The subject of carbonation is confusing. Carbonation can occur while the concrete is plastic or after it has hardened, but the effects are very different.

Carbonation in the plastic state usually develops during cold-weather construction. Heaters produce a great deal of carbon dioxide, which enters the mix water readily and becomes carbonic acid. This reacts with the calcium hydroxide in the mix water, which is necessary for the development of strength in the cement paste, to form insoluble calcium carbonate. If this reaction is carried far enough, no calcium hydroxide is left in solution to react with the silica and alumina to form the hydrates that give concrete its strength.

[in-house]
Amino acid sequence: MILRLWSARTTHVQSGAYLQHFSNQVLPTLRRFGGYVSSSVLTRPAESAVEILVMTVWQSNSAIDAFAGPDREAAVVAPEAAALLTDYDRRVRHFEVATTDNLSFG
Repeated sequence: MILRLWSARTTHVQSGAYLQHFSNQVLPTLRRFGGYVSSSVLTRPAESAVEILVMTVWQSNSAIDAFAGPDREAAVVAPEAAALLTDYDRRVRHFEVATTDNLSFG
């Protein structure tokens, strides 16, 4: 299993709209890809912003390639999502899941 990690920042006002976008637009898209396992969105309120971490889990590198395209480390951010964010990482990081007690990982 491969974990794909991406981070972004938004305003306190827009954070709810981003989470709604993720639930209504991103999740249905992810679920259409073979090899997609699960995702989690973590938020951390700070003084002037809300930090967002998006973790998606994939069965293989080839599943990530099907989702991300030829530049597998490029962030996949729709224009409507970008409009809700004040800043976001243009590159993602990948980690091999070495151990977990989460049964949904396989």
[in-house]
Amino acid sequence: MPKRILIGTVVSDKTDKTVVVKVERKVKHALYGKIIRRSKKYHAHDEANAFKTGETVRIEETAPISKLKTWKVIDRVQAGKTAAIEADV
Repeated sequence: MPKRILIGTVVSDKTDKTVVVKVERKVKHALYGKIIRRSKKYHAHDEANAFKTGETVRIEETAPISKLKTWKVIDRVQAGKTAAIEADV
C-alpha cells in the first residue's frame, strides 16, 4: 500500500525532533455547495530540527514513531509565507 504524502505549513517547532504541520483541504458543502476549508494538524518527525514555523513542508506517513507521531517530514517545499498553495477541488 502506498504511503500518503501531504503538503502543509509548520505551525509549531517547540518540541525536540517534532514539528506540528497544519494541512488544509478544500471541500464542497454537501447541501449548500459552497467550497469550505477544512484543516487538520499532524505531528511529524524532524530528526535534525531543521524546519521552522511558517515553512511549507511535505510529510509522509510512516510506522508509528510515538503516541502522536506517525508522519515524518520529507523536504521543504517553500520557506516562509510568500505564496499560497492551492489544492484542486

To prevent this, you must vent combustion products to the outside.

The contractor has only two possible choices for rectifying this problem—both expensive. The first is to remove the soft layer and replace it with a polymeric mortar. The second is to remove and replace the entire slab. Which one is more economical must be determined on a case-by-case basis.